Also, remember this important point: If you have sincerely done your best in the confessional to confess your sins, then all your sins will be forgiven, even those which you forgot.  Even if you remember them 10 seconds after you get out of the confessional, all your sins were forgiven.   It is good to mention them the next time you regularly go, but they were forgiven, provided that you did your sincere best.

I hope this helps.  I know that others might have this difficulty, so it is good that you brought it up.

About Fr. John Zuhlsdorf

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11 Responses to ASK FATHER: My mind goes blank just before confession

  1. DebbieInCT says:

    Thank you for addressing this as I have the exact same challenge. Writing things down helps, but I know that feeling of wishing that I had the priest right there at the exact moment that my heart was so open and free with words to articulate my sorrow and my sin. The way the questioner describes it is very well done. Thank you Fr., for your responses, your encouragement and teaching is always welcome and appreciated!

  2. I am very glad someone asked this question. Thank you.

  3. Diana says:

    I used to have this problem. I forget at the confessional and I forget at the end of the day. When I went to do my evening examen, I’d think, “Wait… what happened today?!” It’s amazing.

    I find that a twice daily examen–once around noon and once at night–helps with the evening forgetfulness.
    Writing things on my phone helps combat forgetfulness in the confessional. There are even apps where you can keep track of your examen and password protect it, if you’re worried that someone will find your list.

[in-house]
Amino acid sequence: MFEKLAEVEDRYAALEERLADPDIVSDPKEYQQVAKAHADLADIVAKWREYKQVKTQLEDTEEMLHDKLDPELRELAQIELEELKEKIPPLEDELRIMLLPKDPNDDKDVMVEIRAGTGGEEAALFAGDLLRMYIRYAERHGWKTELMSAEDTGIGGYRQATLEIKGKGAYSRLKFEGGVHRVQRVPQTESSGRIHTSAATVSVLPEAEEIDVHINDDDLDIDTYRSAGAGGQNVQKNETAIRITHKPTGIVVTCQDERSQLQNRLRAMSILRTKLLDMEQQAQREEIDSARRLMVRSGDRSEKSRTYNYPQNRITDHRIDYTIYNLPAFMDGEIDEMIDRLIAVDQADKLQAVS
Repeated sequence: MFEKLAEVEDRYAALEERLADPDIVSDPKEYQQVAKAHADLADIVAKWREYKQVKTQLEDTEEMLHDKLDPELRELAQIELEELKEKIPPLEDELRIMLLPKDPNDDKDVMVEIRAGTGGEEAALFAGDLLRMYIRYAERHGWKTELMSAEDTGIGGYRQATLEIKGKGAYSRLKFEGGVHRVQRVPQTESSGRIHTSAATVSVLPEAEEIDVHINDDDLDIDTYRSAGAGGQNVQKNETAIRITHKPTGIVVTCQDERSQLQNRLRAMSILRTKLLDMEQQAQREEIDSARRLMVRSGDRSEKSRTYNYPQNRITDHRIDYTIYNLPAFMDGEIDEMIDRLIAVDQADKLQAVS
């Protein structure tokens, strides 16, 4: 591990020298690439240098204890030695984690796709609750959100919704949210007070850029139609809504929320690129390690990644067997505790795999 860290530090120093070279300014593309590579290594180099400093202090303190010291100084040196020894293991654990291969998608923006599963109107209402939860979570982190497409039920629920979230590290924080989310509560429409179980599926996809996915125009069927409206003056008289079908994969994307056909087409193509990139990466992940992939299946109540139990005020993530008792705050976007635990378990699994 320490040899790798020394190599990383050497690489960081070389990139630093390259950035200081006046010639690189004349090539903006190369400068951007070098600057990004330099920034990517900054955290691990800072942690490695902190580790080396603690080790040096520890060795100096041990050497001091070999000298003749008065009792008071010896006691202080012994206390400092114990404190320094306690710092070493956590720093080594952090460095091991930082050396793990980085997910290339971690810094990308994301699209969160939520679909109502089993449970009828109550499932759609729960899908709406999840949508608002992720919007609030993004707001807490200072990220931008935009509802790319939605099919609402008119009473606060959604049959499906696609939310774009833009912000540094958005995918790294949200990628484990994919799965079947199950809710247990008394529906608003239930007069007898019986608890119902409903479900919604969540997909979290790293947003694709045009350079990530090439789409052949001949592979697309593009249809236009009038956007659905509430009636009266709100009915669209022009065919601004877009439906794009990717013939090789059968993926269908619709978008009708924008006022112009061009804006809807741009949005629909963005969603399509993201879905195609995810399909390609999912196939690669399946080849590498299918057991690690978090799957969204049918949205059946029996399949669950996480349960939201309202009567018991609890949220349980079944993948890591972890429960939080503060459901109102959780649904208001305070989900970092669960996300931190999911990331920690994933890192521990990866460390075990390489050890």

4. roma247 says:

    Father, correct me if I’m wrong, but confessing your sins to a priest in kind and number is just one of the three elements that make up the matter of the sacrament of Penance for the penitent. The other two are true contrition and the performing of the penance assigned. [An act of contrition should always contain a firm purpose of amendment of life: the intention not to sin again. Performing the penance is necessary, but your sins are forgiven if you don’t perform it. For example, your sins are forgiven when you receive absolution with the intentions to amend your life and to do penance. The sins don’t remain until you do your penance and then, after, you become absolved down the line, after you said your “three Hail Marys”. Furthermore, even assigned penance by the priest is arbitrary. Our mortal sins open up a gap between us and God that our own works can’t close. God closes it. An Our Father or a hundred thousand Our Fathers… it’s all God. Hopefully what the priest assigns will spur the penitent to deeper penance and resolve. Also, it should be something that can be done and the penitent knows that it is done. Something like, “Think nice thoughts about someone today”, doesn’t cut it, no matter how well-meaning the priest.]

    So for those of you who are finding that you have no trouble knowing your sins and being truly sorry for them outside of the confessional, but struggle to remember them inside it, take heart in knowing that it is not only in the tribunal of the confessional that Our Lord knows your true contrition.